I don’t believe the excuse that the author intended all along to leave Hanley off the list. If that were the case, it should have been the first sentence in the first article. Going for clicks/comments section debates, perhaps?

    The reason for excluding him is also unconvincing. You’re not sure where he fits? Is FG just going to exclude anyone from these lists that they’re uncertain on? What’s the point?

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  12. Berry Gauntt says:

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  13. WilsonC says:

    A definite overreaction to a single year’s results (not just for Hanley, but for some of the other SS too)

    There’s two separate risk factors here: performance, and playing time. Both are related to injury concerns, but can be isolated to get a better understanding of the risk.

    From a performance standpoint, shoulder injuries can have a permanent impact on power, so it’s fair to question whether he’ll ever regain the lost power. However, even at last year’s level, his power/speed numbers prorate to the 15/30 range over 140-ish games, which is essentially equal to Jimmy Rollins. Similarly, his R and RBI prorate to the 80-ish, 70-ish level, like Rollins last year.

    As far as his batting average goes, he’s a player who consistently hit .300 or better prior to 2011, and .243 last year. Whether or not he rebounds to .300+ going forward, given his age and track record I’d say the risk of him being a liability in that area going forward is relatively small. It’s realistic to assume he’ll hit for an above average BA, with an attainable upside still over .300.

    So basically, his downside before playing time is considered is very close to Rollins’ upside, which is about his rebound 2011 level.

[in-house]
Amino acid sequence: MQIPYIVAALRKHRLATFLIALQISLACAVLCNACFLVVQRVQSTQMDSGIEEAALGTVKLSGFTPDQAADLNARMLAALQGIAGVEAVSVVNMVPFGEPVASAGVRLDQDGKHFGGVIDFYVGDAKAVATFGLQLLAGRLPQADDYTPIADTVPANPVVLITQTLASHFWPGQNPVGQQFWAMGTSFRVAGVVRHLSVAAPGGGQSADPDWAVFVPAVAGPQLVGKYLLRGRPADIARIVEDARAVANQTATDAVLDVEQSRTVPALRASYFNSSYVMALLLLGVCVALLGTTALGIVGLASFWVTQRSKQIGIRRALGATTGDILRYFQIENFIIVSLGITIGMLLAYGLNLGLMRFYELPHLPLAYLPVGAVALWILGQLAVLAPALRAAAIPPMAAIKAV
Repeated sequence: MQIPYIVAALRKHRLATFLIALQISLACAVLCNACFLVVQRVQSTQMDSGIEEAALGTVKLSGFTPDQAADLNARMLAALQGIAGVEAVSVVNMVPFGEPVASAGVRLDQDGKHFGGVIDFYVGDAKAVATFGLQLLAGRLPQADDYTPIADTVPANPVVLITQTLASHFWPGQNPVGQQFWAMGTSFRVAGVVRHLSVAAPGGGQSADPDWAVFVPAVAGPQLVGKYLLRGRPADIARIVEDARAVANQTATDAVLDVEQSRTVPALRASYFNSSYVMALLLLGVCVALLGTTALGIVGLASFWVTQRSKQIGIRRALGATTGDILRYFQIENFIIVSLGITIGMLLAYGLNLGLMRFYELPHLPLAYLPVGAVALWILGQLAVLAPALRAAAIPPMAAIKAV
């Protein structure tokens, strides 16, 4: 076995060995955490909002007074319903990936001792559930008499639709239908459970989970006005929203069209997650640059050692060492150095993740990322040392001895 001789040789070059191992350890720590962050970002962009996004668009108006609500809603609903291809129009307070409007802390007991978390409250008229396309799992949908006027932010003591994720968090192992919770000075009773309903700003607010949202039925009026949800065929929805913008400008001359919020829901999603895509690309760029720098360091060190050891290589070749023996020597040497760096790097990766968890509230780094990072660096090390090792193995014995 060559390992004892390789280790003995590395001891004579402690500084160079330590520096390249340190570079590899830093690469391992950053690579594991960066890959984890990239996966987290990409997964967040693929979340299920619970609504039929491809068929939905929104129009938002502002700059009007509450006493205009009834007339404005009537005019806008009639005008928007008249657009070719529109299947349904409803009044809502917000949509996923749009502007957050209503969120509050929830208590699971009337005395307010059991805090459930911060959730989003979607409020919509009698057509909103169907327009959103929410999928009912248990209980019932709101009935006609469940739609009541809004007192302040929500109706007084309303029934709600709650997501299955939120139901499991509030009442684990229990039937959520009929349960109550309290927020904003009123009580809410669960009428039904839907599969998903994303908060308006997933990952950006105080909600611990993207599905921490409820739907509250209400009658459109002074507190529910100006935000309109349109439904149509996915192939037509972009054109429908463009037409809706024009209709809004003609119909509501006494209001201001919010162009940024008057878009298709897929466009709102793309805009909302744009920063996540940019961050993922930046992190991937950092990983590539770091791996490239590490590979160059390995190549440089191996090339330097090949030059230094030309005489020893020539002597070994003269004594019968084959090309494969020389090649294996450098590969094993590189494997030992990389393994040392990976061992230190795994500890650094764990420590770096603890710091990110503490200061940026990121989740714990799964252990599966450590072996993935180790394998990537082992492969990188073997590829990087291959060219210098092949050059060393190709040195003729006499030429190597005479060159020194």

Looking at the other tier-2 guys, there’s plenty of performance risk there:
    - Cabrera: The power may well be legit, but does that mean he’ll hit 15-20 HR in a typical year, or is 25 close to his true level? Also, he was a nice power/speed guy last year, but the SB have been all over the place. He could steal 15-20, but could just as easily drop to 5.

    - Castro: The batting average is real, but the power and speed are still open to question. His age is a definite plus factor, but there’s a realistic chance that he settles in as a guy with an empty batting average, single-digit power, and 10-15 SB.

    - Andrus: The speed is consistent, but not much greater than Hanley’s consistent level. He’s shown minimal power, and has yet to hit for a plus average, so right now he’s essentially a 2-category player, with neither category a safe bet to outperform Hanley on a consistent basis.

    - Rollins: The power/speed are reliable enough, though no better than Hanley’s 2011, but the average has been mediocre in recent years, with 2011 being a bit of a spike. .270 in possible, but .250-.260 is more likely. Also, given his age, we could see more decline here. Should his speed dip, his value could plummet.